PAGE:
Joining the ranks of such acclaimed accounts as Manic, Brain on Fire, and Monkey Mind is a deeply personal, funny, and sometimes painful look at anxiety and its impact from writer and commentator Kat Kinsman.
Feeling anxious? Can't sleep because your brain won't stop recycling thoughts? Unable to make a decision because you're too afraid you'll make the wrong one? You're not alone.
In Hi, Anxiety, beloved food writer, editor, and commentator Kat Kinsman expands on the high-profile pieces she wrote for CNN.com about depression and its wicked cousin, anxiety. Taking us back to her adolescence, when she was diagnosed with depression at 14, Kat speaks eloquently, with pathos and humor, about her skin-picking, hand-flapping "nervousness" that made her the recipient of many a harsh taunt. With her mother also gripped by depression and health issues throughout her life, Kat came to live in a constant state of unease - that she would fail, that she would never find love, that she would end up just like her mother.
Now, as a successful media personality, Kat still battles anxiety every day. That anxiety manifests in strange and deeply personal ways. But as she found when she started to write about her struggles, Kat is not alone in feeling like the simple act of leaving the house or getting a haircut can be crippling. And though periodic medication, counseling, a successful career, and a happy marriage have brought her relief, the illness - because that is what anxiety is - remains.
Exploring how millions are affected by anxiety, Hi, Anxiety is a clarion call for everyone - but especially women - struggling with this condition. Though she is a strong advocate for seeking medical intervention, Kinsman implores those suffering to come out of the shadows, to talk about their battles openly and honestly. With humor, bravery, and writing that brings best sellers like Laurie Notaro and Jenny Lawson to mind, Hi, Anxiety tackles a difficult subject with amazing grace.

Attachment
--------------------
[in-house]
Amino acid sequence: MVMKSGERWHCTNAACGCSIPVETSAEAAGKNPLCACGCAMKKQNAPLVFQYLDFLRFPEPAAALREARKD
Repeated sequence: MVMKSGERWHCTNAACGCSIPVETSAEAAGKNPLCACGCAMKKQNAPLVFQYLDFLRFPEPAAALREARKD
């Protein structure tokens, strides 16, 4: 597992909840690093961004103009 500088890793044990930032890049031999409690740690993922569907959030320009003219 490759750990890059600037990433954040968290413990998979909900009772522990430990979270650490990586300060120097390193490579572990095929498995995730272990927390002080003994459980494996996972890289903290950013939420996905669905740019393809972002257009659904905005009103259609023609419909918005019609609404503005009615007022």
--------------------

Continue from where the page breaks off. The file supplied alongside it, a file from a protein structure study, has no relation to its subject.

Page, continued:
©2016 Kit Kinsman (P)2016 HarperCollins Publishers
If you see yourself in the unsparingly detailed stories Kat shares, you will find comfort and laughter in a friend who understands the heartbreak (and sometimes hilarity) that anxiety has brought into your life.
If you instead recognize loved one, you will gain greater insight and compassion for their struggle, moment to moment.
I'm grateful that she wrote this book. I feel more forgiving toward myself. I feel known and understood. I feel grateful for my loved ones, and for the fears that have quieted and for the fears I never had to battle.
I was already pretty open about depression, but anxiety may indeed carry more of a stigma. It makes me feel guilty, something like weakness and ingratitude. I want to remember Kat's strength and grateful spirit, which defy the two negative labels.
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